Asked about the Japanese restrictions, Chinese Foreign Ministry spokesman Wang Wenbin said measures by any country “need to be science-based and proportionate without affecting normal people-to-people exchange.”
Neysun Mahboubi, who researches China at the University of Pennsylvania, said other countries were bound to be cautious in welcoming travelers from China given its lack of transparency about the status of the pandemic.
While China has reported implausibly low death tolls from the surge of cases, residents have raised concern about widespread infections and a health-care system bursting at the seams. An investigation by The Washington Post found that communities in China are struggling to deal with the wave of infections.
“But any restrictions on Chinese travelers should be temporary and tied directly to scientific factors, including the transparency of public health information from China,” Mahboubi said in an email. “The world does not need (and can ill afford) a return to the paranoia and geopolitical finger-pointing with which the pandemic was met, initially.”
Despite his institute’s high projections, Mokdad said he doesn’t believe new travel restrictions are warranted, particularly given that omicron subvariants are already circulating widely around the world.
“What is circulating now in China is already in the United States,” Mokdad said. “A Chinese guy coming with omicron is not going to harm me at all.”
Ben Cowling, a British epidemiologist at the University of Hong Kong, said travel restrictions would not keep out potential new strains of the coronavirus.
Testing inbound travelers, with the exception of those at a few tourist destinations, “does not have much impact on the domestic spread of infections because travelers only [make up] a small fraction of a population at any given time,” he said in an email, adding that there was no epidemiological rationale for travel restrictions at this stage of the pandemic.
Since the start of the pandemic, China has required strict quarantine for inbound travelers, creating a massive disincentive for its population of more than 1.4 billion people to leave its borders. That has left many popular destinations devoid of the throngs of Chinese travelers commonplace before the pandemic. Chinese tourists made 155 million outbound trips in 2019, according to state media, up 3.3 percent from the year before.
In the Grand Hirafu village in Hokkaidō, Japan, the streets were still bustling with tourists from the United States, Australia, Singapore and Hong Kong. Mai Tanaka, an employee at a ski and snowboard shop, said business was already booming without Chinese tourists.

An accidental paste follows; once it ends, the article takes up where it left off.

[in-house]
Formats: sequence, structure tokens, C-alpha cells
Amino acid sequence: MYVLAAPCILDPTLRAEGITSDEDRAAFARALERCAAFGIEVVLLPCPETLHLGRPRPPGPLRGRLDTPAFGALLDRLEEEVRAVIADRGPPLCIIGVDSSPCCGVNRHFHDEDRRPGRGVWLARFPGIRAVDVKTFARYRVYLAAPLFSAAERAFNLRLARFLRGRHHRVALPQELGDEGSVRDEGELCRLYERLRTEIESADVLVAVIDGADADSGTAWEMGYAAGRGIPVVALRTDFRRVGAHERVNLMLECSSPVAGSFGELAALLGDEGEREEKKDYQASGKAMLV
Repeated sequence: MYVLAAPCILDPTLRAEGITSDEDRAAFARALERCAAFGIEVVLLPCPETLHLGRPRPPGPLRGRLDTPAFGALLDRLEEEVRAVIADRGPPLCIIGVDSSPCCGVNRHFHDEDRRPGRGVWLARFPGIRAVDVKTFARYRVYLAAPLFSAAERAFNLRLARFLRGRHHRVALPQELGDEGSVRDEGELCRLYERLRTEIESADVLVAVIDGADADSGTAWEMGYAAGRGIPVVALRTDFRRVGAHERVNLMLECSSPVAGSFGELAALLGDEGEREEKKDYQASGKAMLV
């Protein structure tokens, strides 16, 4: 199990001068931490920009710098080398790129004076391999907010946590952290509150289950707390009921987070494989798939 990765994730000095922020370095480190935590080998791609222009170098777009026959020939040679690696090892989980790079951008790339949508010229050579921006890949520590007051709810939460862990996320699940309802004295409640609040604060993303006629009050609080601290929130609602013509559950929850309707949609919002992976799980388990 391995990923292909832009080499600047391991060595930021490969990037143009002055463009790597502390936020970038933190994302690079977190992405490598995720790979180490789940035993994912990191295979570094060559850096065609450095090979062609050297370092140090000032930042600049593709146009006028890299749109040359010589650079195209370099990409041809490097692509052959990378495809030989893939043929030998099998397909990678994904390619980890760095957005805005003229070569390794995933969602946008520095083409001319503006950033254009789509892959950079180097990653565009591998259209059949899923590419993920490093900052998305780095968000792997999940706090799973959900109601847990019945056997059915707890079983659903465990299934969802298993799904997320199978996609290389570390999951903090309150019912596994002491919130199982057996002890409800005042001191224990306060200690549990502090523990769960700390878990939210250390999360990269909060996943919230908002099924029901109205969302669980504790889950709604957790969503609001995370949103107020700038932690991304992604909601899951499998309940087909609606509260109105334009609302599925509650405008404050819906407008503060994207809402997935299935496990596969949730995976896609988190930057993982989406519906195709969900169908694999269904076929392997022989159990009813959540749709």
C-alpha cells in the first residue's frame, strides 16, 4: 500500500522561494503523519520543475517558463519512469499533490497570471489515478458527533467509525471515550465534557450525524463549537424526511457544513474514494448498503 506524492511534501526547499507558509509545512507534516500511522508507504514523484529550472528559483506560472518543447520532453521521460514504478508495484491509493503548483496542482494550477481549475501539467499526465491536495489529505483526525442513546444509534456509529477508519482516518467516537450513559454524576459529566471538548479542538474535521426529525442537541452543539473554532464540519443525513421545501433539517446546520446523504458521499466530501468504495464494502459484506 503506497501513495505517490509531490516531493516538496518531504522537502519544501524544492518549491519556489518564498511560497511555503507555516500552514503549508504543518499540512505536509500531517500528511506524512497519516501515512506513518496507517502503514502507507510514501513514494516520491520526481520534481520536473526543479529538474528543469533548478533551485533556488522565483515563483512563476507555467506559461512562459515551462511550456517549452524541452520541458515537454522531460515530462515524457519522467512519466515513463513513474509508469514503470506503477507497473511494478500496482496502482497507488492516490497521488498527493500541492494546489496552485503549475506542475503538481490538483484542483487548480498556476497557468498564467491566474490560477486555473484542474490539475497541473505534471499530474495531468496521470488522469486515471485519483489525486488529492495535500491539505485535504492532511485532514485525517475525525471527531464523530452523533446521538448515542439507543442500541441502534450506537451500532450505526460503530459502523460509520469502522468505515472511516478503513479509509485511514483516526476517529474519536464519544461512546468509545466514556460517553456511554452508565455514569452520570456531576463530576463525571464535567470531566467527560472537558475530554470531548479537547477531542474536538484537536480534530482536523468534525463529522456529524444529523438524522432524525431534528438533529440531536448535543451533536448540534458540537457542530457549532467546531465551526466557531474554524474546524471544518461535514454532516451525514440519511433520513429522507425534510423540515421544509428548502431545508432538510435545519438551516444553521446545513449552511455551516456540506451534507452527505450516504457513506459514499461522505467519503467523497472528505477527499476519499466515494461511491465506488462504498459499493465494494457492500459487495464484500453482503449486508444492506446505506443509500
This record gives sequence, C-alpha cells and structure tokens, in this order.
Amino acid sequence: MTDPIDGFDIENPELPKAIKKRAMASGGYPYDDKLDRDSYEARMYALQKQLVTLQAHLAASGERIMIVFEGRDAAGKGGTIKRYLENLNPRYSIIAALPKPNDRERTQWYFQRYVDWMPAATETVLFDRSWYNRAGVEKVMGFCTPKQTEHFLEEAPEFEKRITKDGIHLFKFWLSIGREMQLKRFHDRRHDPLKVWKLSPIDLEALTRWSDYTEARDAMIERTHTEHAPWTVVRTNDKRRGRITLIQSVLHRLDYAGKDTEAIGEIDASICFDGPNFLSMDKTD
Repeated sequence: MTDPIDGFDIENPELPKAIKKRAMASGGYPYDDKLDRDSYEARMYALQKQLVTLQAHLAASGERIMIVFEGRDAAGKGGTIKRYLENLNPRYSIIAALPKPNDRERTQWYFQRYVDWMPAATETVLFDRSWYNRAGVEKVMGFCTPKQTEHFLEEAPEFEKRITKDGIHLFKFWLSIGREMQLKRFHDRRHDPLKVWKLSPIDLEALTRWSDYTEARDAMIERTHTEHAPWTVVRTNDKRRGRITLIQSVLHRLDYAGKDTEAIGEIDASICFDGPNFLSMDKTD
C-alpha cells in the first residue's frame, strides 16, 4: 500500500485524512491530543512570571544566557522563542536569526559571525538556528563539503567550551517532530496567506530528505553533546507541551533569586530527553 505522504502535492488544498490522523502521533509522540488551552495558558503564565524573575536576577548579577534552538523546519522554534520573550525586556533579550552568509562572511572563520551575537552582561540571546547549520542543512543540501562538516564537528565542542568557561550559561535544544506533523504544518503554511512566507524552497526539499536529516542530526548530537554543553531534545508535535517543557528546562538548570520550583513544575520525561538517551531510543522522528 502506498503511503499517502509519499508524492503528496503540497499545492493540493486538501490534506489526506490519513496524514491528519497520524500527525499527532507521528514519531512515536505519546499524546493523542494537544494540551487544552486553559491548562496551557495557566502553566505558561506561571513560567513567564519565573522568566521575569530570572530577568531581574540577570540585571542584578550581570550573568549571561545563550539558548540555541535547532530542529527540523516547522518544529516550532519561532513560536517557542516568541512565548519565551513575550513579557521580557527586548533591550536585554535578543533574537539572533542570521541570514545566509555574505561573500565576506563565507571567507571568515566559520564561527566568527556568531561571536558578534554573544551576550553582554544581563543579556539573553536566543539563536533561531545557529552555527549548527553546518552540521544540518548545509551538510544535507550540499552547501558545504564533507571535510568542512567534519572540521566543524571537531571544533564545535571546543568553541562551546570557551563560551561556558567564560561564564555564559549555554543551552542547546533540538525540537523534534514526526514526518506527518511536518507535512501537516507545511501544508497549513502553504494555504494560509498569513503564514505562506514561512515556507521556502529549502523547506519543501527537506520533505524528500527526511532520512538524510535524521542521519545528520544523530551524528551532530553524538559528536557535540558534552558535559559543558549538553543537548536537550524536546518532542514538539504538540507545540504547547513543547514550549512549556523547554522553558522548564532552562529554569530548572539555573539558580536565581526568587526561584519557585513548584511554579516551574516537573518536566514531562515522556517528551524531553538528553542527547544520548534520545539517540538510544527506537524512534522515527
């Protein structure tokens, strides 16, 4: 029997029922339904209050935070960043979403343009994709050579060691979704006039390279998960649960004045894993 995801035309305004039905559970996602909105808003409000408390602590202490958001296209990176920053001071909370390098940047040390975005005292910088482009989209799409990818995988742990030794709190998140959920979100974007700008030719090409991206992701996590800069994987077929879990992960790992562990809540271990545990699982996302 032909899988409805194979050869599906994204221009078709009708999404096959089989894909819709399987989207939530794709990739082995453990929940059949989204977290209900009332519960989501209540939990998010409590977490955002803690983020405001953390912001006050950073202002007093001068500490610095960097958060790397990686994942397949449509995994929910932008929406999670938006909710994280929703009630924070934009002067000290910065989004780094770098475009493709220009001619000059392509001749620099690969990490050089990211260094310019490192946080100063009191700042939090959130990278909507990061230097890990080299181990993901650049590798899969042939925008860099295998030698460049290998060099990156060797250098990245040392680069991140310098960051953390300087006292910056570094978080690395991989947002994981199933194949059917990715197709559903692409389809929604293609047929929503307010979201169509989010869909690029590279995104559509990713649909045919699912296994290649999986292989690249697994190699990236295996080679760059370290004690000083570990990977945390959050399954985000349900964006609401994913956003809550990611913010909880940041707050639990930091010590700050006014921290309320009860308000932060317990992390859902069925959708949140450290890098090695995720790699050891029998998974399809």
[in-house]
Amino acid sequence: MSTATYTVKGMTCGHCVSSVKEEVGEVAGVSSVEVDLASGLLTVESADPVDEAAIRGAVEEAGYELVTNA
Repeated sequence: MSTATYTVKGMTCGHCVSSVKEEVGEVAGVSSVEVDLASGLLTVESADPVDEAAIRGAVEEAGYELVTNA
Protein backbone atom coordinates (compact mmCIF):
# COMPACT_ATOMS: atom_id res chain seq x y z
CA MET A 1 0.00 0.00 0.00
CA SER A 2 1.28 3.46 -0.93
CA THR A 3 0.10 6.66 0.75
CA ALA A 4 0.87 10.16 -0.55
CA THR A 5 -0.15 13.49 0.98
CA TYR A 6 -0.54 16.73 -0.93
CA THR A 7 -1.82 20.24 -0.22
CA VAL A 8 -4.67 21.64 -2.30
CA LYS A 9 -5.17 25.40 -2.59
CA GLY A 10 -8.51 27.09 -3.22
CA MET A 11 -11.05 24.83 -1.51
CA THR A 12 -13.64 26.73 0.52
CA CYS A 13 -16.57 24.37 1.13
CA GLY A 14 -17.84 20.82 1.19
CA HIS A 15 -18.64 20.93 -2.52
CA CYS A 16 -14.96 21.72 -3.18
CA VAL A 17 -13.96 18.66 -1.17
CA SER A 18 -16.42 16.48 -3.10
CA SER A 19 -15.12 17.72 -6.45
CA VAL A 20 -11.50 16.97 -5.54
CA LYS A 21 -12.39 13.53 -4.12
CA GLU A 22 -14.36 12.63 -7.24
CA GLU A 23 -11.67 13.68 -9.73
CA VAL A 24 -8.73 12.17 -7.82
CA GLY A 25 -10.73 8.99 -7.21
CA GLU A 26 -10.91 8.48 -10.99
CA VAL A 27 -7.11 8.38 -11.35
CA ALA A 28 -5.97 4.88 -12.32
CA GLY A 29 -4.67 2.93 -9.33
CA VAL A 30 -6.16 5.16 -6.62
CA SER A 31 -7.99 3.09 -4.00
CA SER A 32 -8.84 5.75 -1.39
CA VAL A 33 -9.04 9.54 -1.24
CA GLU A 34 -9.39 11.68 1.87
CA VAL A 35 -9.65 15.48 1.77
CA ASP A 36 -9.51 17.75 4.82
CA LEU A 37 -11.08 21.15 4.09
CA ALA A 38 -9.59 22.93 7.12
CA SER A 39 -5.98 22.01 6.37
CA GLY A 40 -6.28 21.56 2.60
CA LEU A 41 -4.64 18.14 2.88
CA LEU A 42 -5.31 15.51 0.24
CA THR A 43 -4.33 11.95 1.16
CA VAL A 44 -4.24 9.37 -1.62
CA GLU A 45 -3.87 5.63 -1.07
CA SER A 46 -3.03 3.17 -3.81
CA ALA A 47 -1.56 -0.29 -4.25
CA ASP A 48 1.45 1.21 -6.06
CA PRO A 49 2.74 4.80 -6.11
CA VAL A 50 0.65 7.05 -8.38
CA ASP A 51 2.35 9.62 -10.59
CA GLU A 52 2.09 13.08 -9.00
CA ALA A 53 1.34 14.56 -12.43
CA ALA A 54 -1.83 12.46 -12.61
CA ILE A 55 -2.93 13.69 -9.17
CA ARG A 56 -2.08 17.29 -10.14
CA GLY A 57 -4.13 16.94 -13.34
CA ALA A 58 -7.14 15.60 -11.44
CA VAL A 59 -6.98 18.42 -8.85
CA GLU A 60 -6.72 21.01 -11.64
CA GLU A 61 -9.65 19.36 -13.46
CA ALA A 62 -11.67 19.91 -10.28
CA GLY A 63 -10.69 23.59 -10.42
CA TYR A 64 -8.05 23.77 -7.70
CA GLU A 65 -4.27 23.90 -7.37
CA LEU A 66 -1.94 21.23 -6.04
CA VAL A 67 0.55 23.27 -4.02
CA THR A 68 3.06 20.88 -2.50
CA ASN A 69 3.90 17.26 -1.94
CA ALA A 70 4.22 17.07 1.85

The potential for 1 million or more deaths in China does not surprise U.S. public health experts, who anticipated a dangerous scenario when China adopted its zero-covid policies.
“With such an extraordinarily infectious variant, there’s no way you are going to avoid it. All you can do is limit its impact,” said Alfred Sommer, former dean of the Johns Hopkins Bloomberg School of Public Health who has been instrumental in combating viruses as varied as flu and smallpox.
Unlike the SARS outbreak of two decades, when that more deadly but less contagious virus could be contained, battling the current variants involves building up herd immunity through vaccination and natural infection.
With China’s vaccines offering limited immunity for a short period of time and a disease that spreads asymptomatically, the smart approach, Sommer said, would have been to roll out an aggressive vaccine campaign using messenger RNA products to protect as many people as possible from severe disease.
“People are going to get sick. Some people are going to die. That’s true,” Sommer said. “But you’ve gotta live.”
Mokdad emphasized the need to work together to combat public health threats, recalling the efforts made to help India during its outbreak sparked by the delta variant.
“Instead of imposing measures on China, we should be helping China,” Mokdad said.
So far Chinese officials have declined U.S. offers of resources, including vaccines.
Niha Masih in Seoul and Fenit Nirappil in Washington contributed to this report.